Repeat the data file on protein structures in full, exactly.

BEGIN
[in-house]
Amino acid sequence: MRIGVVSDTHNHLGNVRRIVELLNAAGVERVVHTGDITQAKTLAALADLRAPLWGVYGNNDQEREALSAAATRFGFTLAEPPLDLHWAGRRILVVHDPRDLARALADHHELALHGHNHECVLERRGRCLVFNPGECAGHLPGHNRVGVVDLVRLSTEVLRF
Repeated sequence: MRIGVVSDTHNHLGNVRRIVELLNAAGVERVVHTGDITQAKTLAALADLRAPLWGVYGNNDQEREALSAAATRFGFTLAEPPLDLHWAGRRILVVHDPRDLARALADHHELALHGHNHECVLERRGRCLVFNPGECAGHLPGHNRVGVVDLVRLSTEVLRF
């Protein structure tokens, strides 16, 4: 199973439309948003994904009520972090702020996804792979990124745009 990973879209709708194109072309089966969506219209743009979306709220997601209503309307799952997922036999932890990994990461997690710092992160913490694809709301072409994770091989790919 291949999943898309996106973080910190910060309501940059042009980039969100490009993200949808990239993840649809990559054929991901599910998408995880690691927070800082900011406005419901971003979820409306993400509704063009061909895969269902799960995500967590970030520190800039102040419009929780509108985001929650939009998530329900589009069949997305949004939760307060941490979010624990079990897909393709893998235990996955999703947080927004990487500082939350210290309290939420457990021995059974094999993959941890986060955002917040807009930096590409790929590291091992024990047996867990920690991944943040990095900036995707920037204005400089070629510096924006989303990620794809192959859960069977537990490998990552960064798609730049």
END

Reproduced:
[in-house]
Amino acid sequence: MRIGVVSDTHNHLGNVRRIVELLNAAGVERVVHTGDITQAKTLAALADLRAPLWGVYGNNDQEREALSAAATRFGFTLAEPPLDLHWAGRRILVVHDPRDLARALADHHELALHGHNHECVLERRGRCLVFNPGECAGHLPGHNRVGVVDLVRLSTEVLRF
Repeated sequence: MRIGVVSDTHNHLGNVRRIVELLNAAGVERVVHTGDITQAKTLAALADLRAPLWGVYGNNDQEREALSAAATRFGFTLAEPPLDLHWAGRRILVVHDPRDLARALADHHELALHGHNHECVLERRGRCLVFNPGECAGHLPGHNRVGVVDLVRLSTEVLRF
């Protein structure tokens, strides 16, 4: 199973439309948003994904009520972090702020996804792979990124745009 990973879209709708194109072309089966969506219209743009979306709220997601209503309307799952997922036999932890990994990461997690710092992160913490694809709301072409994770091989790919 291949999943898309996106973080910190910060309501940059042009980039969100490009993200949808990239993840649809990559054929991901599910998408995880690691927070800082900011406005419901971003979820409306993400509704063009061909895969269902799960995500967590970030520190800039102040419009929780509108985001929650939009998530329900589009069949997305949004939760307060941490979010624990079990897909393709893998235990996955999703947080927004990487500082939350210290309290939420457990021995059974094999993959941890986060955002917040807009930096590409790929590291091992024990047996867990920690991944943040990095900036995707920037204005400089070629510096924006989303990620794809192959859960069977537990490998990552960064798609730049």